# Assistance needed with partial derivatives, change on $x^{2}y$ surface with two variables?

$f(x,y) =x^{2}y=12$

$$\begin{cases} \partial_{x}f = 2xy+x^{2}\dot{y} \\ \partial_{y}f = (2x \dot{x}) y + x^{2} \end{cases}$$

now $$\partial_{x}(2,3) =12+4\dot{y}$$ and $$\partial_{y}(2,3) =12\dot{x}+4$$ but what are the terms $\dot{x}$ and $\dot{y}$? I need to calculate the change at point $x=2$ (so putting $x=2$ into $f$, I get point (2,3)). But I am unable make the leap here. Change in $f$ is? Is it a tuple $(\partial_{x}f, \partial_{y}f)$ or what does it mean? Help appreciated.

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I tried to fix your LaTeX. Is this what you intended? –  t.b. Oct 8 '11 at 16:40
if $x=2 \Rightarrow y=\frac{5}{2}$ –  pedja Oct 8 '11 at 16:41
@pedja: good notice, thansk. t.b. yes, that is right. –  hhh Oct 8 '11 at 16:45

I don't know what your $\dot{x}$ and $\dot{y}$ are but I assume from your calculation that they are supposed to be $\partial_x y = \dot{y}$ and $\partial_y x = \dot{x}$. But, these are both zero, assuming $x$ and $y$ are just the standard coordinates in $\mathbf{R}^2$ for example.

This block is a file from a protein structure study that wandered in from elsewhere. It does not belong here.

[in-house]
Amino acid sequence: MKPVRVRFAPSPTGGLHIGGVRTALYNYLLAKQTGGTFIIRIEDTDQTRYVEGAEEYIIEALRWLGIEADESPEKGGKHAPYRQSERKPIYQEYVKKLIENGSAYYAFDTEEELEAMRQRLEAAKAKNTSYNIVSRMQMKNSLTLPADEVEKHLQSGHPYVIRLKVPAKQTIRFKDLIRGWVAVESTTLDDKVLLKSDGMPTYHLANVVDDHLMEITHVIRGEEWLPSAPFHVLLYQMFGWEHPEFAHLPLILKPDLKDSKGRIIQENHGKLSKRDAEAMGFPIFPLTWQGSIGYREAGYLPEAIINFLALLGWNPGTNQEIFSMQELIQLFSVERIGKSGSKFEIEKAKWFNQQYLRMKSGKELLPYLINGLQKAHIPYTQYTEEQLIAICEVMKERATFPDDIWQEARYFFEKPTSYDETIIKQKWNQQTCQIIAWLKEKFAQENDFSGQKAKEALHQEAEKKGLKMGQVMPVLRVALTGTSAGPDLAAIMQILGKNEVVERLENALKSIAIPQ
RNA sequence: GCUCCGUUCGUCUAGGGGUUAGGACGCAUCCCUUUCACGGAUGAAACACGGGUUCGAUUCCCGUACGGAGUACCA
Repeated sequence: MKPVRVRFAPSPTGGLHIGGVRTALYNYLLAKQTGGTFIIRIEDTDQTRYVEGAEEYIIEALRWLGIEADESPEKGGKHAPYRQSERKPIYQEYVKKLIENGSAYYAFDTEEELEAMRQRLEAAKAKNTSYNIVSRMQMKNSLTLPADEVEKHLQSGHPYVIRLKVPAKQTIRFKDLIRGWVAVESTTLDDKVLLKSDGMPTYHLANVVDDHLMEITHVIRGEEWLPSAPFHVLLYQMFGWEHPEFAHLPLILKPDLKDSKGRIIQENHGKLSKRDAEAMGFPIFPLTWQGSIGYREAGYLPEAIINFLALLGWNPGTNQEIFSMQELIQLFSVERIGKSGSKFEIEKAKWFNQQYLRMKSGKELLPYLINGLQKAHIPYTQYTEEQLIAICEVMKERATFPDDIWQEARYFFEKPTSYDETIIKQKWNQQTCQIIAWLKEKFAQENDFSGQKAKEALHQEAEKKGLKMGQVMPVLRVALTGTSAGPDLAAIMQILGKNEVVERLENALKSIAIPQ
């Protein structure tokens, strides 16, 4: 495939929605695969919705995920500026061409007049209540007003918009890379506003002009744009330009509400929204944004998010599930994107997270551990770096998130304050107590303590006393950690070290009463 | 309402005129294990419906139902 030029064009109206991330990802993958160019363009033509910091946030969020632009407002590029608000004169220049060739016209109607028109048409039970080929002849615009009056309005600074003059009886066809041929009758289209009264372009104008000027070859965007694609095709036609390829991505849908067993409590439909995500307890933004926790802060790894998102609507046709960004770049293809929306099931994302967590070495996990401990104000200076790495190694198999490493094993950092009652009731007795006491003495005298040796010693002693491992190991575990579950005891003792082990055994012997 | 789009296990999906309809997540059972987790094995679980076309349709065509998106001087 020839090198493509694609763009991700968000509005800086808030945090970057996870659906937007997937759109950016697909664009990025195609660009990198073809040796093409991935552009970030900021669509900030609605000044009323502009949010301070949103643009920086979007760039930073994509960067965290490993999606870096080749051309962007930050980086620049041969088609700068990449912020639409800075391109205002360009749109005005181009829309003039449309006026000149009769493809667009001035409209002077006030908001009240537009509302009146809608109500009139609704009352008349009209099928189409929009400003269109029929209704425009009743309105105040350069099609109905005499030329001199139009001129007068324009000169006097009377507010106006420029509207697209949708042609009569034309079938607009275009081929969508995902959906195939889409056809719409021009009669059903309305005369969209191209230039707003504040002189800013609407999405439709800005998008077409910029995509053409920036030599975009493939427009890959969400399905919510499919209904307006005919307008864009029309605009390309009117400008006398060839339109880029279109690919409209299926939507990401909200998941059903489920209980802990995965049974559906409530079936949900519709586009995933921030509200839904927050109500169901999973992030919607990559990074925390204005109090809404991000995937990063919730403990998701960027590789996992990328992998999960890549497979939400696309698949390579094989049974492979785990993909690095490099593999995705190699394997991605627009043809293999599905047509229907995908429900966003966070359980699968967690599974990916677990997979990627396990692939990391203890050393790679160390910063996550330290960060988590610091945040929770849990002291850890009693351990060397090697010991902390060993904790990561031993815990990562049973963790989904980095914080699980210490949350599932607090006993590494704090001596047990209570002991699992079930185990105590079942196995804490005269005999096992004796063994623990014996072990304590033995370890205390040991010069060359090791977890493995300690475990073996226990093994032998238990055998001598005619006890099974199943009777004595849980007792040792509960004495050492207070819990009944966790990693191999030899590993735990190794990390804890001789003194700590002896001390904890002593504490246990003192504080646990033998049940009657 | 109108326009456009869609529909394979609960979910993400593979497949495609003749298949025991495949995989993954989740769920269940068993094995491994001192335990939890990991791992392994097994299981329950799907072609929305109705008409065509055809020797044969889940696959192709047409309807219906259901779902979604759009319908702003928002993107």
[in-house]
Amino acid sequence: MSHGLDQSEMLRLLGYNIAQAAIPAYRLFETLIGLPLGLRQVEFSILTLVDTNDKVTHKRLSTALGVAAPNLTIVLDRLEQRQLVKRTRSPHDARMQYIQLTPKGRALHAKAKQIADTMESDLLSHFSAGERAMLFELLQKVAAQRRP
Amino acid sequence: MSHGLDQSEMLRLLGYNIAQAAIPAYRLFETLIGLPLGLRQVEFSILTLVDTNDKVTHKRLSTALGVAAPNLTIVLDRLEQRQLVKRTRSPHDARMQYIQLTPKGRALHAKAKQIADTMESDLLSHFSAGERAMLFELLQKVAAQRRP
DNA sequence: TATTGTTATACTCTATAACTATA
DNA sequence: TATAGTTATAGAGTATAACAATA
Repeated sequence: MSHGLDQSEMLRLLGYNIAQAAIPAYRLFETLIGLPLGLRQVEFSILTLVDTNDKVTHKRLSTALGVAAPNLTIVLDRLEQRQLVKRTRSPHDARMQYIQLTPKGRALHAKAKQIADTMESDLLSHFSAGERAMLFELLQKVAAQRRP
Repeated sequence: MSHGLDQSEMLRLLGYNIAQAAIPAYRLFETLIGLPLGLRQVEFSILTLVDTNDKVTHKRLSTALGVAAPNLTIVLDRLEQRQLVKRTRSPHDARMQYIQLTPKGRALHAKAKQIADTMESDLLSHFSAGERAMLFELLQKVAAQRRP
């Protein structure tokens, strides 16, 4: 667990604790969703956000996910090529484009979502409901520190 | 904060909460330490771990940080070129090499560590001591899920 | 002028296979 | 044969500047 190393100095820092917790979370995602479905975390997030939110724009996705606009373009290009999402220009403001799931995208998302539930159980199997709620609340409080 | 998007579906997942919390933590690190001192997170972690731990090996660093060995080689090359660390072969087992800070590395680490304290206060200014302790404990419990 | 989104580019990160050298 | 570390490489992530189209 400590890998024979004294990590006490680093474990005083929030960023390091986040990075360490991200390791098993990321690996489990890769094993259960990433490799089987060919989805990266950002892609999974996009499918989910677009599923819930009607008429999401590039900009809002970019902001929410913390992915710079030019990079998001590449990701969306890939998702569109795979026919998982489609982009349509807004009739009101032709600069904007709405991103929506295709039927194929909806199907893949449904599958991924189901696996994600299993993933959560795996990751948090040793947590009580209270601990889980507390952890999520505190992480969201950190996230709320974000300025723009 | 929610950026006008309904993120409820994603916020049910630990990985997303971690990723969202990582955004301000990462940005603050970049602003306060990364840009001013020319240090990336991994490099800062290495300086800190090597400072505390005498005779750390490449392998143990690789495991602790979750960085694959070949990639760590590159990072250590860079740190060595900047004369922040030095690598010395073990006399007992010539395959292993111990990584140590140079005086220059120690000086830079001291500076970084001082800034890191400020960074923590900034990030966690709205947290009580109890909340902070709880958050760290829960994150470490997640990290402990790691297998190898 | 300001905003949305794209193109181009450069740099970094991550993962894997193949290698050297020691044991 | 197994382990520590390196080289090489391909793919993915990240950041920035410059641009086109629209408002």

So, since $\partial_x y = 0$ and $\partial_y x = 0$ you get $\partial_x f = 2xy$ and $\partial_y f = x^2$. Now you can evaluate at each at the point $(2,3)$.
so $\nabla f = (12, 4)$ in $\mathbb R^{2}$? What does $12/4=3$ mean and what does $(12,4)$ actually mean? Change with respect to $x$ divided by the change with respect to $y$? How do you state the change here? And how would it change if you was not in $\mathbb R^{2}$, when is it btw save to assume $\mathbb R^{2}$? The change with $\dot{x}$ and $\dot{y}$ is to some extent more revealing, why are they not included in $\mathbb R^{2}$? –  hhh Oct 8 '11 at 16:41
..thinking this twice, only if I had a ball (which this is not, I would have one dim so the other dim would be depended on the other). Here no such case so I must have some sense of the surface in making this decision about indepedence. I am unsure with different spaces (not this easy) whether it is as easy to just assume $\dot{x}=0$ and $\dot{y}=0$, can be easy source of err. –  hhh Oct 8 '11 at 17:08